Politics & Government

March 21, 2013

District 4 candidates focusing on water usage as top priority

Water – too much and not enough – is the centerpiece issue for two men vying for the District 4 spot on the Wichita City Council.

Water – too much and not enough – is the centerpiece issue for two men vying for the District 4 spot on the Wichita City Council.

Joshua Blick, 35, who owns LANKansas, a business connecting youths with technology, and Jeff Blubaugh, 40, a real estate broker and investor, agree that Wichita needs new water sources – without piling another significant water rate increase onto taxpayers. City officials learned late last month that Cheney Reservoir, source of 60 percent of the city’s water, will be out of water by August 2015 if the drought doesn’t break.

Blick and Blubaugh are vying for the remaining two years of former council member Michael O’Donnell’s term, representing much of south and southwest Wichita. O’Donnell was elected to the state Senate in November.

One water option the council is considering is raising rates between 50 and 113 percent for some of the city’s biggest users, such as gardeners, those watering lawns and private pool owners.

“That’s one of the major complaints, and they’ll shake their water bill in my face when I’m out there door-knocking,” Blubaugh said.

The time for voluntary water restrictions has passed, he said.

“Get a conservation practice out there right now in front of the people,” Blubaugh said. “If this drought continues, there’s no question in my mind we need to pump water in from El Dorado Lake” and put it into the Equus Beds, an underground source of water north of Wichita.

Blick said City Hall must look inward and impose water conservation on itself before it can credibly ask residents to conserve.

“We have to have a game plan,” he said. “We have some in place, but we weren’t expecting a major drought for two years.”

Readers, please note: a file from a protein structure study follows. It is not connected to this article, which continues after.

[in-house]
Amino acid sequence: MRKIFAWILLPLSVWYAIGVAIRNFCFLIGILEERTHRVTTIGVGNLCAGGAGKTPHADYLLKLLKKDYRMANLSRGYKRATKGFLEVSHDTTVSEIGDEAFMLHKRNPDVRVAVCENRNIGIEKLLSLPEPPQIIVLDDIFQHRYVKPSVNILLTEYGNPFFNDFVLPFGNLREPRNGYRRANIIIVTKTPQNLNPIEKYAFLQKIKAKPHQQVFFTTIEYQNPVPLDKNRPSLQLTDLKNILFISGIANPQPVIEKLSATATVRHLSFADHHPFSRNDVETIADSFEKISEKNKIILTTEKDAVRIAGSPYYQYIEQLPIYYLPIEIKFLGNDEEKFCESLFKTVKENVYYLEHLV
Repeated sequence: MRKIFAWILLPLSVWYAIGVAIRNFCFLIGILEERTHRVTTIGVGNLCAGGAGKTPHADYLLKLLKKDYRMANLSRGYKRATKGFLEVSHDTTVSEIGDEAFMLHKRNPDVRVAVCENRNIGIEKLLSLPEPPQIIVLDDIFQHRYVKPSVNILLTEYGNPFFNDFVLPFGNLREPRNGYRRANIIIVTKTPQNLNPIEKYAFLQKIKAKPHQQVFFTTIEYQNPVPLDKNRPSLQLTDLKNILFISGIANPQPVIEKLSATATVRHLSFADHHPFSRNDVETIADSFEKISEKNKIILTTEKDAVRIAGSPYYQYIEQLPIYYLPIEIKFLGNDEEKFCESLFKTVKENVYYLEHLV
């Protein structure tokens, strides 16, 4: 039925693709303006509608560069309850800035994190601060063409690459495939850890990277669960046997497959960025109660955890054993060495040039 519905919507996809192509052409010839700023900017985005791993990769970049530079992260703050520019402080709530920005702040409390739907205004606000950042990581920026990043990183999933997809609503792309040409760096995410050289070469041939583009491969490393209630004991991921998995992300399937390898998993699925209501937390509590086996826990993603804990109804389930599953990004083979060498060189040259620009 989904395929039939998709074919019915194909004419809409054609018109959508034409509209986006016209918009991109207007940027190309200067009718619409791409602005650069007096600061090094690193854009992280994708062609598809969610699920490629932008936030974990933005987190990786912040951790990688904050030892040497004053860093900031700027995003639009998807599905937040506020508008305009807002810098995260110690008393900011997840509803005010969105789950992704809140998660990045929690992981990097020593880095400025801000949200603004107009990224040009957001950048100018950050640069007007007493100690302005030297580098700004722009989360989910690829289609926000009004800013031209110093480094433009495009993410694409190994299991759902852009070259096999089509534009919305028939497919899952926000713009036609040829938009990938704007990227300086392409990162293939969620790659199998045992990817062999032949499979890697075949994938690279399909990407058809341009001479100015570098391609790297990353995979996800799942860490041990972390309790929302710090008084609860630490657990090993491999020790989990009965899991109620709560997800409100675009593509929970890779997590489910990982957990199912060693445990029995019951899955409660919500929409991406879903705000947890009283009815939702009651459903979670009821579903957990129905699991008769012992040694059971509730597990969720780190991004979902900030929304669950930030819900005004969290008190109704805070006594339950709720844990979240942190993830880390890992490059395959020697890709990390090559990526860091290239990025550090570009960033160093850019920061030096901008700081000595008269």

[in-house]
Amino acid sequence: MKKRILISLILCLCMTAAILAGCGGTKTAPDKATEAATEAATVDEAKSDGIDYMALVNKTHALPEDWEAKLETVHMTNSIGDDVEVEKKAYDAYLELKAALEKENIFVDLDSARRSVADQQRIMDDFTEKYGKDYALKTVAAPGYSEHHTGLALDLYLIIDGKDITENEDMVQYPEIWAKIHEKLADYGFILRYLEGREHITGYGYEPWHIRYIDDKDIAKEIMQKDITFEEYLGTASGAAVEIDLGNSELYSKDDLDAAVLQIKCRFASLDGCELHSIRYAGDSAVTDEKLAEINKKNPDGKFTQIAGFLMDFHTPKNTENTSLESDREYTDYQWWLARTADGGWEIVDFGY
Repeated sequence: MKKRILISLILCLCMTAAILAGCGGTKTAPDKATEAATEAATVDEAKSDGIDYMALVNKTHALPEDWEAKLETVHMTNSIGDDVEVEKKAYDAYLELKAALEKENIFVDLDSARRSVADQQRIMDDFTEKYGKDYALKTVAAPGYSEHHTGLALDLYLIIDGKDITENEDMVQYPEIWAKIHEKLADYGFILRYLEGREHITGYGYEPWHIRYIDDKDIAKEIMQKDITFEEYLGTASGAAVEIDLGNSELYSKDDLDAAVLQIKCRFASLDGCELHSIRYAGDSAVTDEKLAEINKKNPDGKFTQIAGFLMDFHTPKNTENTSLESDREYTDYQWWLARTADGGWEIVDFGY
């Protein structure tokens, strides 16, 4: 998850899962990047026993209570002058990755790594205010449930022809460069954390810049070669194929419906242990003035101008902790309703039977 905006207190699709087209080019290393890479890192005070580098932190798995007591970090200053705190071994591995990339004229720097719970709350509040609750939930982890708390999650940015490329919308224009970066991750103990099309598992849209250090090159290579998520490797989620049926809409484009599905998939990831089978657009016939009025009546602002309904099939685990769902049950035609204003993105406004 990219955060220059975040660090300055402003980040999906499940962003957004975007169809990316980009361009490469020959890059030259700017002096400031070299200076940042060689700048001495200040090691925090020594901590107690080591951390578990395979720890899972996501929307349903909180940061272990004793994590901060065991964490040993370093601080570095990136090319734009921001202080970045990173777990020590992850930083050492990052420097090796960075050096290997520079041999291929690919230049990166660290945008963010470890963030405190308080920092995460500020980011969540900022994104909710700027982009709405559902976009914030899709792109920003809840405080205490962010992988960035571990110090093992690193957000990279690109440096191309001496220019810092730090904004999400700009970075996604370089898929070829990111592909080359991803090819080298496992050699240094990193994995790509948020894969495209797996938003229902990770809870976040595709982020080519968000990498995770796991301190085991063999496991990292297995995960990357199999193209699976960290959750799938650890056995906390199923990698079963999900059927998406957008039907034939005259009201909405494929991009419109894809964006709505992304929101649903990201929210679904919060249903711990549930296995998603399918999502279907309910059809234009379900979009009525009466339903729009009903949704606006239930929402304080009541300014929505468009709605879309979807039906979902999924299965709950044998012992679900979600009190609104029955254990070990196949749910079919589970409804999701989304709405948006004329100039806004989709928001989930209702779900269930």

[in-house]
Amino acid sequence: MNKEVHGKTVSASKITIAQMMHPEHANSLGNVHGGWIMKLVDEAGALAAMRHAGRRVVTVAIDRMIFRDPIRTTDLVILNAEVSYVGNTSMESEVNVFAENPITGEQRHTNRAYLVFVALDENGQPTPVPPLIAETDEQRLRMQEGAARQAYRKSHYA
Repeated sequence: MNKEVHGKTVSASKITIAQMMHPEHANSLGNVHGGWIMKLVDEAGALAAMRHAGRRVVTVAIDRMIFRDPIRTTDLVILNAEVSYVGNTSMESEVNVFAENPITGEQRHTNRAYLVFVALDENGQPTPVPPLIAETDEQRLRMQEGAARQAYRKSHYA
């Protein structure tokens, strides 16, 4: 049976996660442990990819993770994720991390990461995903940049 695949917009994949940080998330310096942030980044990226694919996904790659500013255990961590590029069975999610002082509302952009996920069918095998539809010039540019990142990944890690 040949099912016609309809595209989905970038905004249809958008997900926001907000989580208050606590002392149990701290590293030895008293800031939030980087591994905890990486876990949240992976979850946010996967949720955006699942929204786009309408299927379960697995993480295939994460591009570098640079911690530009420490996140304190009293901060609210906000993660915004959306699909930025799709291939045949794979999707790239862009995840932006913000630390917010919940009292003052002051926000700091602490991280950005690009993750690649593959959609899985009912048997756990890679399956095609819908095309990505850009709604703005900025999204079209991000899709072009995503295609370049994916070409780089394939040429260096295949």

He stood behind the city’s ongoing search for water sources and said the city should look at the use of gray water – wastewater from household uses, like showers, sinks, washers and tubs – for lower-priority uses such as golf course irrigation.

Both men said they are open to the city’s efforts to improve and draw more water from the Equus Beds.

But both also said the district’s constituents can’t absorb any further water rate increases.

For Blick, too much water – flooding along Meridian, in Auburn Hills and in the Dell – also is a District 4 issue that the city must focus on.

Blubaugh, a Goddard School Board member with a background in aviation, real estate and management, said jobs and the economy are other crucial issues before District 4. He touts diversifying the economy beyond aviation as a key to growing Wichita.

Blubaugh doesn’t oppose public-private partnerships, saying each request for city business incentives should be viewed on its own merits. But he emphasizes other business recruitment resources, such as the city’s partnership with the Greater Wichita Economic Development Coalition.

“The citizens feel like the city has left them behind,” he said. “They’ve lived in that neighborhood for 40 years, and now there’s crime moving in. Every neighbor can point out every foreclosure in that neighborhood. Their water bills are going up. They think the gangs are moving in. They can tell me the drug dealers on the street. Especially in the south Wichita area, it’s just humbling to hear what these people are going through, and they want to make sure they have a voice and people can save their neighborhoods.”

Blick, a longtime community activist and District 4 advisory board member, said his constituents feel neglected by the city.

He thinks the new District 4 council member must be an advocate for the best business conditions possible to recruit new businesses while also championing a well-trained workforce.

“From council members prior, it’s been kind of a stepping stone,” he said. “Or it’s been kind of neglected as in there hasn’t been the passion for someone invested in the community to go after the needs of the citizens.”

The people in District 4 want jobs and street improvements, Blick said.

“It’s all about pulling them together and letting their voices be heard,” he said.

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